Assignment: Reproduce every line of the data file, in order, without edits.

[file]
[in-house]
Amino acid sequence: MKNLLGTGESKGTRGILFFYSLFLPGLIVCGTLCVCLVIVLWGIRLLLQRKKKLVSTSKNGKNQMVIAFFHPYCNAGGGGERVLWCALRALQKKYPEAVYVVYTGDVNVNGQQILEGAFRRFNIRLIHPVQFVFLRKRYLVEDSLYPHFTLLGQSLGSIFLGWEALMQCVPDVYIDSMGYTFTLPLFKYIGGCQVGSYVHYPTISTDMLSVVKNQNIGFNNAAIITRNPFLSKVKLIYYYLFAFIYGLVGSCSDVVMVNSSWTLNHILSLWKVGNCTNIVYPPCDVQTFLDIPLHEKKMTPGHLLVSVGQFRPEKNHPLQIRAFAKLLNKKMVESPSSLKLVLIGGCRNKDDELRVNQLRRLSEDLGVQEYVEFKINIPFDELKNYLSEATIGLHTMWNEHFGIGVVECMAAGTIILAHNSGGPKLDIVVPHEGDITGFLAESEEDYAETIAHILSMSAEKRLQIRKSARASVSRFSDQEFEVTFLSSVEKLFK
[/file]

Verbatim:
[in-house]
Amino acid sequence: MKNLLGTGESKGTRGILFFYSLFLPGLIVCGTLCVCLVIVLWGIRLLLQRKKKLVSTSKNGKNQMVIAFFHPYCNAGGGGERVLWCALRALQKKYPEAVYVVYTGDVNVNGQQILEGAFRRFNIRLIHPVQFVFLRKRYLVEDSLYPHFTLLGQSLGSIFLGWEALMQCVPDVYIDSMGYTFTLPLFKYIGGCQVGSYVHYPTISTDMLSVVKNQNIGFNNAAIITRNPFLSKVKLIYYYLFAFIYGLVGSCSDVVMVNSSWTLNHILSLWKVGNCTNIVYPPCDVQTFLDIPLHEKKMTPGHLLVSVGQFRPEKNHPLQIRAFAKLLNKKMVESPSSLKLVLIGGCRNKDDELRVNQLRRLSEDLGVQEYVEFKINIPFDELKNYLSEATIGLHTMWNEHFGIGVVECMAAGTIILAHNSGGPKLDIVVPHEGDITGFLAESEEDYAETIAHILSMSAEKRLQIRKSARASVSRFSDQEFEVTFLSSVEKLFK